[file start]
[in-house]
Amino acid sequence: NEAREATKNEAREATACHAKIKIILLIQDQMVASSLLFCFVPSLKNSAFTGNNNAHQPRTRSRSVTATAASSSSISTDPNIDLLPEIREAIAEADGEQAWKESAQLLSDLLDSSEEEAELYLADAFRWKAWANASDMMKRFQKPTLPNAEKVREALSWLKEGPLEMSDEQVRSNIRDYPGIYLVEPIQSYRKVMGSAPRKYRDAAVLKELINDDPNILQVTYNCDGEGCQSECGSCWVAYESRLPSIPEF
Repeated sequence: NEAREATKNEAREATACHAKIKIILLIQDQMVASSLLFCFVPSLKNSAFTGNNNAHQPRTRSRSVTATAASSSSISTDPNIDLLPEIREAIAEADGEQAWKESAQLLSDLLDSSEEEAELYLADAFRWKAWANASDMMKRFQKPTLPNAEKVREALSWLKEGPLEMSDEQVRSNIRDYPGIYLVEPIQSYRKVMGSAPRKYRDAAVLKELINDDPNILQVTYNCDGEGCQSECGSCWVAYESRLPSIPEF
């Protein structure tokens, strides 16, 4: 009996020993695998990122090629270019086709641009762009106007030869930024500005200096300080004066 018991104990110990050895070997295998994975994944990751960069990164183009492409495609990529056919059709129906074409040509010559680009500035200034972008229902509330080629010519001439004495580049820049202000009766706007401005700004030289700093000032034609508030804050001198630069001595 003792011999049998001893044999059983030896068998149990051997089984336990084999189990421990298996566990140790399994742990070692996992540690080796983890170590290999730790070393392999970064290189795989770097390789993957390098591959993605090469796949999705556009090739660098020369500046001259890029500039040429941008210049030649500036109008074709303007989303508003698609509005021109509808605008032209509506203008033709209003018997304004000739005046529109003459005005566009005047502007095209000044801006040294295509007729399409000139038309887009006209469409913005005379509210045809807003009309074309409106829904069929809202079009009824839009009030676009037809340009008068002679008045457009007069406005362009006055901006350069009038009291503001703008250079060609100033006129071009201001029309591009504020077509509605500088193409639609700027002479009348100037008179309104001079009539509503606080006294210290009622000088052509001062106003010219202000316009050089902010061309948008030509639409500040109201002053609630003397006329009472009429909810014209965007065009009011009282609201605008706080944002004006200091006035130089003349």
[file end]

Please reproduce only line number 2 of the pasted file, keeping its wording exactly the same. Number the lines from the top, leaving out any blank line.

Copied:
Amino acid sequence: NEAREATKNEAREATACHAKIKIILLIQDQMVASSLLFCFVPSLKNSAFTGNNNAHQPRTRSRSVTATAASSSSISTDPNIDLLPEIREAIAEADGEQAWKESAQLLSDLLDSSEEEAELYLADAFRWKAWANASDMMKRFQKPTLPNAEKVREALSWLKEGPLEMSDEQVRSNIRDYPGIYLVEPIQSYRKVMGSAPRKYRDAAVLKELINDDPNILQVTYNCDGEGCQSECGSCWVAYESRLPSIPEF